W4680 TO [REV.]CALVIN MCQUESTEN from his sister Ruby
Oct 28 1902 Tuesday night
To: [Rev.] Calvin McQuesten Montreal Quebec
From: [Ottawa Ladies' College]
My dear old Cal,
I'm writing propped up in bed from pure laziness so you musn't mind scrawls. These last couple of weeks have been queer ones for me--the week before last on Sunday night I had an attack of the old Grippe--the real article & no mistake--but I fought it off & taught all week & went out on Thanksgiving to dinner at the Armstrong and to tea at the Milne's where was also our little friend Mr. Smith & his wife & thoroughly enjoyed the day & felt so well in the evening that I was up watching the eclipse till morning.
But the beginning of the next week didn't I have a couple of my old dizzy turns & couldn't do anything, so had to have the doctor & he said it was just the effect of the Grippe in my system & gave me powders & medicine etc., & didn't I have to stay in bed on my own all week. I felt thoroughly disgusted with myself in addition to feeling pretty miserable. On Sat. evening I went out a little & have gone out a little each day since, but I don't feel a bit brilliant. Don't you get the Grippe, Cal--it's a horrible wretch--underhand you know--and I vow I'll appreciate it when I feel myself again. But they've been as good to me as possible here & I'll pick up soon now. And be sure & don't let the family know. It would just worry the Mither.1
And I wrote a fine long letter on general things last week. And I did get such a cheerful letter from the Mither about you. It did my heart good. You cheered her up & looked so well she said, that I know she feels happy in her mind about you.
I was delightful to get your fine old letter--it really seemed as if so many letters came the week I was sick. I'm glad the poor syndicate has some strawberry jam with strawberries. Fancy tempting down your bread & butter with that other awful mixture; and "the Lord help the poor lad he comes from a good home."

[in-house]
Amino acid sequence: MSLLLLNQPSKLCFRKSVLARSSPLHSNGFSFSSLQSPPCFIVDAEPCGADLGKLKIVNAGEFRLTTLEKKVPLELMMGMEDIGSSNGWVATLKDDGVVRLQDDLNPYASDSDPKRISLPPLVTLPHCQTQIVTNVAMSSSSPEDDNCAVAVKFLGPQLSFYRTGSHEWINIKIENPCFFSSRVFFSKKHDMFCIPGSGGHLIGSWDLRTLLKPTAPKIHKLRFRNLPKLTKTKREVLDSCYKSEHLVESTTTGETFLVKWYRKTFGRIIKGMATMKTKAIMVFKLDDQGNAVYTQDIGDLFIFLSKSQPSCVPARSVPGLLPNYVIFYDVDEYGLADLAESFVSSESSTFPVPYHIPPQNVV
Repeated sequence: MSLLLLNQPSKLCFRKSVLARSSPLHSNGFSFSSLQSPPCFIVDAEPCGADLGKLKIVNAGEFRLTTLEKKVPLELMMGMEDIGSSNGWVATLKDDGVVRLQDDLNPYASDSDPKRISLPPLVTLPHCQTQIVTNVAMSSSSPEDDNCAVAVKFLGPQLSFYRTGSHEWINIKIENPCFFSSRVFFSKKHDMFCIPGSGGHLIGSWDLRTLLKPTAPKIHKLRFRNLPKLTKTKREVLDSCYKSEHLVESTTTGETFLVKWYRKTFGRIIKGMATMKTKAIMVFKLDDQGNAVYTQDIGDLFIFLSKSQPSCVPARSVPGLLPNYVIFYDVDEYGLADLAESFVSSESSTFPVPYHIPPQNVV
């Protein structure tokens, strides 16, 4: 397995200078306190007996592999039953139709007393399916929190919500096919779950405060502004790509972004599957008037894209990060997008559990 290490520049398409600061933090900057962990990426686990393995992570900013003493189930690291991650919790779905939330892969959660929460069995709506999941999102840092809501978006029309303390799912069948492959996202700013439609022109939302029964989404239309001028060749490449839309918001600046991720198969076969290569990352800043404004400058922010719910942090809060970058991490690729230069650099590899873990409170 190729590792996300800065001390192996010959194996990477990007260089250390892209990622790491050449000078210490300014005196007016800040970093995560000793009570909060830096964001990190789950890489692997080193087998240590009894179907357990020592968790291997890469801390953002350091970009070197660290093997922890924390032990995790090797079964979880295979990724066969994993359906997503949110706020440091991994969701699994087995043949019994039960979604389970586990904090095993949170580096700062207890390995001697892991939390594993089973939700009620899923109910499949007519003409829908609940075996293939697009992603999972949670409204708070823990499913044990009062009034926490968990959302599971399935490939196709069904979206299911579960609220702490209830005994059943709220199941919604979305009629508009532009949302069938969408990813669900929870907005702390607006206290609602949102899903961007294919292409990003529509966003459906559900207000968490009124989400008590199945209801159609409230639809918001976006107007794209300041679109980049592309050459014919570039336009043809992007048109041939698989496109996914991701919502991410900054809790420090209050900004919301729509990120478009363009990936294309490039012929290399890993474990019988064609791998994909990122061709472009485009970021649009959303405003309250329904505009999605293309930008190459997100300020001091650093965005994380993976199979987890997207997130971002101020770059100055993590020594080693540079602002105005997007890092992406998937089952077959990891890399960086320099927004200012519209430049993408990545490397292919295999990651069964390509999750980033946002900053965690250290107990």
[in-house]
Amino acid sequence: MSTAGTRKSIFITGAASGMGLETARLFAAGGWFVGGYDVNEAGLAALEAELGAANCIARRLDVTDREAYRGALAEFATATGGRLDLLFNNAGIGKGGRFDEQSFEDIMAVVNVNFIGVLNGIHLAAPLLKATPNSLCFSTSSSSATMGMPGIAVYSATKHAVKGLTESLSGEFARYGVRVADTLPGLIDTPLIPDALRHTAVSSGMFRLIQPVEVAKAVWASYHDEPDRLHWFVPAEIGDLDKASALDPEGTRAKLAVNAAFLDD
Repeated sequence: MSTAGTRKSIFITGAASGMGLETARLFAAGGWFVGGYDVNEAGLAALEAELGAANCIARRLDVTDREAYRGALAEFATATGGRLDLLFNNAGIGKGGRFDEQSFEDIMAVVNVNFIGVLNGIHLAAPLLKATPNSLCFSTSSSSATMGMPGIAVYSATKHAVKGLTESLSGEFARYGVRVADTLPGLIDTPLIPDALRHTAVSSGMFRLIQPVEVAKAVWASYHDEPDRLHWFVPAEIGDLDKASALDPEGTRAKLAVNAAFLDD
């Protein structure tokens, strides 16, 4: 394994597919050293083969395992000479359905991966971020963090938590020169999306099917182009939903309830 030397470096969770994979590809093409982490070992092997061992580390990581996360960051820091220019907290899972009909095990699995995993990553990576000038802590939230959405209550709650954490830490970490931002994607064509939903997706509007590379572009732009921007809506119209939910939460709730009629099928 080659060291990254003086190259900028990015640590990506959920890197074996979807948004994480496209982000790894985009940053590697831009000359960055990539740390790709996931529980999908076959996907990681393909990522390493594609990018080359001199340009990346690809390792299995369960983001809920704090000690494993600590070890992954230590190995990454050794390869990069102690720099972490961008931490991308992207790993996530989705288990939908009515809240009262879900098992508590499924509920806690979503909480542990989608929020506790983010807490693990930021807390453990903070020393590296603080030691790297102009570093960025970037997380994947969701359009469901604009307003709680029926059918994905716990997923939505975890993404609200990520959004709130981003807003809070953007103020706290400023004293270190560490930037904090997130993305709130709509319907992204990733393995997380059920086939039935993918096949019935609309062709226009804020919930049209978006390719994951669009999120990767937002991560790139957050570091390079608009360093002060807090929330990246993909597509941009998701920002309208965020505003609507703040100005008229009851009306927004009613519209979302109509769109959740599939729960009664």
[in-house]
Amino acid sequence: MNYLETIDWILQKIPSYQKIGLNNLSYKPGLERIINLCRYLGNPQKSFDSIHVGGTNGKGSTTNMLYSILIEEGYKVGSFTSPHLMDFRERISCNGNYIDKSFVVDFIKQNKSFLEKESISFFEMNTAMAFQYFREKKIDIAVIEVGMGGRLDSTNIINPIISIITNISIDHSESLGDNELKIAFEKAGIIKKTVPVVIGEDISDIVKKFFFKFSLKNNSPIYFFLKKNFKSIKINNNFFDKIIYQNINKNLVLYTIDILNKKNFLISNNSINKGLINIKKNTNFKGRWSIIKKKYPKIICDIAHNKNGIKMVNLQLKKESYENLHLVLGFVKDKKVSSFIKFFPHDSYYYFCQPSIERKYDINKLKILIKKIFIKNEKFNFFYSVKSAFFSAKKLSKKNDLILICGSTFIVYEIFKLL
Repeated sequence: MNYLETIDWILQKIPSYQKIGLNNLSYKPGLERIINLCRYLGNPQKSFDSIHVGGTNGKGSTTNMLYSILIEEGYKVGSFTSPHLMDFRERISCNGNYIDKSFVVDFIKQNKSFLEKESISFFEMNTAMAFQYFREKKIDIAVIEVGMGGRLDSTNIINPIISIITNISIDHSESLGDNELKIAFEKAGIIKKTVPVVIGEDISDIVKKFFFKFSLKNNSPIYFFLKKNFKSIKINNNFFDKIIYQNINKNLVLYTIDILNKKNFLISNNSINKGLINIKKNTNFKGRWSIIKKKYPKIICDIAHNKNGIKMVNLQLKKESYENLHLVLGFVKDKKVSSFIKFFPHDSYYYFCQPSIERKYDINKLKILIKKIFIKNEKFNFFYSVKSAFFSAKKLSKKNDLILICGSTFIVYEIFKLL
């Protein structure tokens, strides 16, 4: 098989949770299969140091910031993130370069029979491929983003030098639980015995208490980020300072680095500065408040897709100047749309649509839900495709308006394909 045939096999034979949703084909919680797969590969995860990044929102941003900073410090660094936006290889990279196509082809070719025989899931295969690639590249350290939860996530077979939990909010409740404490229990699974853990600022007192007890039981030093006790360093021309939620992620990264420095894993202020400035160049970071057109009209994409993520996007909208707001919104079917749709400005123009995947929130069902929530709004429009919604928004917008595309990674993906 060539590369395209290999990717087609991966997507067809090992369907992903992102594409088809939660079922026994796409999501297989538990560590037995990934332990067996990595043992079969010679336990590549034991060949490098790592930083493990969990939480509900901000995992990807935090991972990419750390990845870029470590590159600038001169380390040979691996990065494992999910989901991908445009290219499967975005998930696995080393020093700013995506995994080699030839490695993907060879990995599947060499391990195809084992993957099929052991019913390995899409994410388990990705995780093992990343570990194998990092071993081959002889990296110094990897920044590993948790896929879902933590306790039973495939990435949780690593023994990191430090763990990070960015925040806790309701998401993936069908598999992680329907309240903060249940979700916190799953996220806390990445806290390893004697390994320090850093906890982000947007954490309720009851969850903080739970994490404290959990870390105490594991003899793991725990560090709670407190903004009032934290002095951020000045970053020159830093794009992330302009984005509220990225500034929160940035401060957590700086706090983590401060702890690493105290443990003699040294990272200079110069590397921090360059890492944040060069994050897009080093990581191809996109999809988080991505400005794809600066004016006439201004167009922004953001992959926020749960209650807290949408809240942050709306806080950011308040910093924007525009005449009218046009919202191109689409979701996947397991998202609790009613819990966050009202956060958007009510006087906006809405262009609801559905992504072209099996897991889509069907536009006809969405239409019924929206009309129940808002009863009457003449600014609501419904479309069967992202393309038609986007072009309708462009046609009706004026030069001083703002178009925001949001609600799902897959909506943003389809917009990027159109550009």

By the way, last Thanksgiving I met your friend Robinson on the car here--I suppose he told you. But Cal I don't like his looks at all--he's getting so fat & puffy & he'd been having just a little bit too much that day, tho' it was only noon. I smelt it strongly & his manner was not quite naturally gay. It may have been imagination but it repulsed me.
Well various people on Thanksgiving Day were inquiring after you & the first chance I have I'm to let Dr. A. see some of your writing. Mr. Smith is also most anxious to see them. He takes a great interest in you. He does so thoroughly love and admire papa & he was interested in you for his sake and now for your own. He said he saw very little of you of course as a boy but he hardly expected you to grow into such a fine strong character and so strong physically as you seemed. So put that in your pipe and smoke it, Lad. But he is fine little man, little Mr. Smith & there is no one I enjoy more & he's going to see you the first time he goes to Montreal. He seemed quite aggrieved when I said you'll see Cal if you go to Montreal. O, Yes, Yes, certainly.
Your paper came today, and your articles are fine. You make one perfectly long to read some of the books you describe. I think the authors should be mighty grateful to you. Your article on Booth is strong & suggestive, I think, & your other one was good too and what an unearthly home you must have been at. It gave me the creeps.2
Well dear old boy my point is entirely gone.3 I'm going to send on Mike's [Edna] letter--I think it is comical. Don't work too hard & take care of yourself .
I'm invited out to Mrs. Hay's for Hallowe'en & to stay all night if I care to.
With much love,
[P.S.] [?] gets a bad reputation from Edna's letter.
1 This is one of the early instances of Ruby's illness which may have been the beginning of the Consumption (Tuberculosis) that took her life in 1911, see W6135.
2 Calvin's article on General Booth is in his "Tatler" article dated October 25, 1902, see Box 13-037.
3 This comment about the "point" may indicate that Ruby is writing with a quill pen, or with a device that requires sharpening frequently.